I have passed by this house on my way to work every day for over twenty years, I admired it for its steadfastness in the urban surroundings. It had once been a beautiful place with gardens, and a gazebo in the back, which had been a more recent addition. The garage was large and interesting in a rambling sort of way that appeared to have been converted from farm use to modern use, and there was an interesting little shed, painted to match the house, it looked like a house itself. The property also had several old trees, especially noted was a grand old oak tree in front. And especially of note, the mailbox at the end of the driveway had a pole with a whimsical second mailbox way up high hanging from an extended arm at the top of the pole, it was marked “Air Mail.”
Of course, this house sat at the intersection of busy roads, it had a front row seat to two stoplights, the city bus stops, daily traffic jams AM and PM, accidents, or almost accidents as cars on slippery days slid through the intersection on the downhill side, the street is a nightmare to drive through on any given day mostly because people drive like assholes and do not follow the rules of the road. There’s an apartment complex to one side, an old gas station stood empty next to it with a “For Sale” sign on it for many years, and beyond that several businesses and more apartment buildings. The house remained as a reminder of what had once been, and for many years, it was always beautiful. But of course, nothing lasts forever.
A couple of years ago, I began to notice the house was becoming shabby, the porch started to sag, the siding needed painting, and some boards fell off along the bottom edge where it had rotted, but the yard stayed neat, a service was coming around to take care of the basics, mowing, plowing. The “Air Mail” box must’ve fallen off during one of the many storms that passed through our area. Then one morning, I saw a U-Haul drive away with several vehicles along with it. The life went out of the house. No one moved in.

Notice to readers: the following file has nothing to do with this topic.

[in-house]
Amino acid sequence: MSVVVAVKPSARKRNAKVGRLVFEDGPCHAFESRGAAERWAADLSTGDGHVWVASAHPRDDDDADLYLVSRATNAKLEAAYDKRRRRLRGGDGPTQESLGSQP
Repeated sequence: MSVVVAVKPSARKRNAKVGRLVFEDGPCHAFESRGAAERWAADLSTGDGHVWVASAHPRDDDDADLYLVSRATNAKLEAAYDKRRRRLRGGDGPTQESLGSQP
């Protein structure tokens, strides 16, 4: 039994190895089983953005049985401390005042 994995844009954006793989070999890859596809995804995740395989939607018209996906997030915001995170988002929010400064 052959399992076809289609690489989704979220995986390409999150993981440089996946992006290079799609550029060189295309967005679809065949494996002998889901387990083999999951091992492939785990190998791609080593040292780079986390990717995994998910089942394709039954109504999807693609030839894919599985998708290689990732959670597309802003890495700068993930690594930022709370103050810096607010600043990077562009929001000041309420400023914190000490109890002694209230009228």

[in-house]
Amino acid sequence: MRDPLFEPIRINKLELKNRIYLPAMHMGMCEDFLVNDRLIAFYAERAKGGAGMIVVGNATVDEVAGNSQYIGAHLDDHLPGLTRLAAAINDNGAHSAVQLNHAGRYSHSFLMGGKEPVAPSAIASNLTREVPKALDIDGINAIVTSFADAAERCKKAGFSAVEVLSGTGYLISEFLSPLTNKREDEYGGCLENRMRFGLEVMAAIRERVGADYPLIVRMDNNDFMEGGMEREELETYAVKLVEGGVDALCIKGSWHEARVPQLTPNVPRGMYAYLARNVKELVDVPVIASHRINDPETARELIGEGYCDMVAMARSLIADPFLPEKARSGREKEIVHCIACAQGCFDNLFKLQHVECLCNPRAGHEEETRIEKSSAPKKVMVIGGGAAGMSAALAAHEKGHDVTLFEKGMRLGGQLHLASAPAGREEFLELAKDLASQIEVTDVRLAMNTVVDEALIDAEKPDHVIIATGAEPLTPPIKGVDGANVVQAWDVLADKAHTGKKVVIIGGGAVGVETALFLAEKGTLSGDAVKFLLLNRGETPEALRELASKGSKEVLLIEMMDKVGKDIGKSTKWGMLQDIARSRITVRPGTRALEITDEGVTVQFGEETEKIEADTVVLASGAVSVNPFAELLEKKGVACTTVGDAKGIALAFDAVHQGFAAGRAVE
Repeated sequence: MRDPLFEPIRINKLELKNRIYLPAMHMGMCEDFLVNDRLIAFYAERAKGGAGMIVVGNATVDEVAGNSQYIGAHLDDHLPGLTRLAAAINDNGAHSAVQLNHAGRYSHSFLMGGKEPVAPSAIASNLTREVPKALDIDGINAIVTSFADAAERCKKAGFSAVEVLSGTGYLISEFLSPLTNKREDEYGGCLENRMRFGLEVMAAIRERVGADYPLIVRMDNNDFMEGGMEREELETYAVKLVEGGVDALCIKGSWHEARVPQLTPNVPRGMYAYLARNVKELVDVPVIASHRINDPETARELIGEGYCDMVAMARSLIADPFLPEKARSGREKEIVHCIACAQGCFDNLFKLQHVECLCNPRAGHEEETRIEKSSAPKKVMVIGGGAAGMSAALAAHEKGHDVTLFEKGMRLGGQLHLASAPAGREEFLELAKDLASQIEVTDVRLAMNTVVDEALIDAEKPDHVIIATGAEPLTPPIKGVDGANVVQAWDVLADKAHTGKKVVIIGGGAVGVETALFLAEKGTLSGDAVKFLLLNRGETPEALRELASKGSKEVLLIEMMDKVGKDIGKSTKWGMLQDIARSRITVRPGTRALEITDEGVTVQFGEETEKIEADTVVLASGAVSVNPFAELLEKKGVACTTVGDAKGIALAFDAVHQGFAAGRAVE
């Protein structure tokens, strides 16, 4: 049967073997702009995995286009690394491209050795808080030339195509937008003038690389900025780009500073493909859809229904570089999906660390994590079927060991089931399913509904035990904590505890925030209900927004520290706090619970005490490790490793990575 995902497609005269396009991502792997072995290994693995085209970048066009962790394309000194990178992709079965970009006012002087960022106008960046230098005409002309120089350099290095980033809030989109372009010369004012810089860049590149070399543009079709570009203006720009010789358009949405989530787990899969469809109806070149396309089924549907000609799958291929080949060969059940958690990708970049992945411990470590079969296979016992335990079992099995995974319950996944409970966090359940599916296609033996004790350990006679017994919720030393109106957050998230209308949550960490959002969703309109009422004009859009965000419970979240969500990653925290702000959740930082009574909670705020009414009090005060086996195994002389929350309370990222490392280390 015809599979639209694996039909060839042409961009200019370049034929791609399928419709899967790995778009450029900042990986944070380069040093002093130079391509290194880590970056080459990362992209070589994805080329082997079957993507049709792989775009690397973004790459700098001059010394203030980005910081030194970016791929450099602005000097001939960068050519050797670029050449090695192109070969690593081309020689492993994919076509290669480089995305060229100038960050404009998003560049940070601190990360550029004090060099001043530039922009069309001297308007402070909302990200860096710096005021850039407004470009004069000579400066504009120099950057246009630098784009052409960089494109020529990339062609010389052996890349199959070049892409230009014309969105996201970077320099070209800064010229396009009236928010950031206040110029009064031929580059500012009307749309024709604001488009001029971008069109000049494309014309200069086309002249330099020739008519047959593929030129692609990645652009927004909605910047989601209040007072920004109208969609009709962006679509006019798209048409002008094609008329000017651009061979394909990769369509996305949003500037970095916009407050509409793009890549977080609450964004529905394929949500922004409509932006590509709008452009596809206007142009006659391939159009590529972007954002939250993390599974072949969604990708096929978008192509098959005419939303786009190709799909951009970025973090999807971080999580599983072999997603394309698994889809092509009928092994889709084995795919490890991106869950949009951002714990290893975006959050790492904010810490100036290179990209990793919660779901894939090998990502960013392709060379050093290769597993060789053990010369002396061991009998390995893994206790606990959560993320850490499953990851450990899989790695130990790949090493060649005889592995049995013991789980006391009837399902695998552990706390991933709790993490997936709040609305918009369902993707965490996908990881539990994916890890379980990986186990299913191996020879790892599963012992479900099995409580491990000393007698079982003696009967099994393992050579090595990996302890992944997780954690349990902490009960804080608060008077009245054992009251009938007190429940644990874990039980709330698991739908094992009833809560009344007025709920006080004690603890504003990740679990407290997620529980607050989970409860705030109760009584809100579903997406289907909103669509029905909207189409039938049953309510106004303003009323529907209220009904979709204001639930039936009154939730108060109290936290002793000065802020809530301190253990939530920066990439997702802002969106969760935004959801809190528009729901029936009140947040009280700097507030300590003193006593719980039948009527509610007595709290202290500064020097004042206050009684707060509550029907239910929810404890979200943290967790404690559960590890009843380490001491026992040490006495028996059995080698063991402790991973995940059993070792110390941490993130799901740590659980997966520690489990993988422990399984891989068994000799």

The abandoned gas station and the land surrounding it had been for sale for quite a spell and finally sold, and sometime last year the wheeling and dealing for the future of the land was being sorted out by the city and the developer. It’s some new multipurpose retail and residential construction going in there (including “20 Luxury Units” the sign says.) Yes, they even posted the layouts of their multiple use plan. Apparently, this house was the last holdout. This past week the bulldozers have been busy tearing up the land around the house. The garage is gone, the shed is gone, the old gas station gone, the gazebo gone, the trees that look to be over one hundred years old were cut down—these photos show all that was left as of Friday morning, the house and the old oak tree in the front. I knew this was my last chance, and as we drove by, I snapped a few pics on my phone. I was surprised to see that it was still there on Friday night, but I don’t think it’s going to be much longer.
As an owner of an old homestead where the surrounding land that had once been the farm for the farmhouse is slowly being built up, I feel a deep sadness for these old places that are being pushed out by progress. That old house has a history of its own. The walls were witnesses to the lives within and the windows watched the world go by. In one photo, the house appears dismayed by what has happened, and it fears for itself. The old oak tree, battered by many storms, had hung onto its last leaves well into January, is now preparing to unfurl its new leaves on schedule, unaware of its fate—but I’m certain it felt the loss of its younger brethren as they were cut down the other day. Or maybe it’s just me making it all up—my overwhelming empathy that sometimes gets me into trouble. Or maybe, I’m in fear for myself.
Added note 3/28/2017
The Old Oak tree was cut down today. The House is still standing, for the first time without the tree standing tall, it’s in pieces on the ground.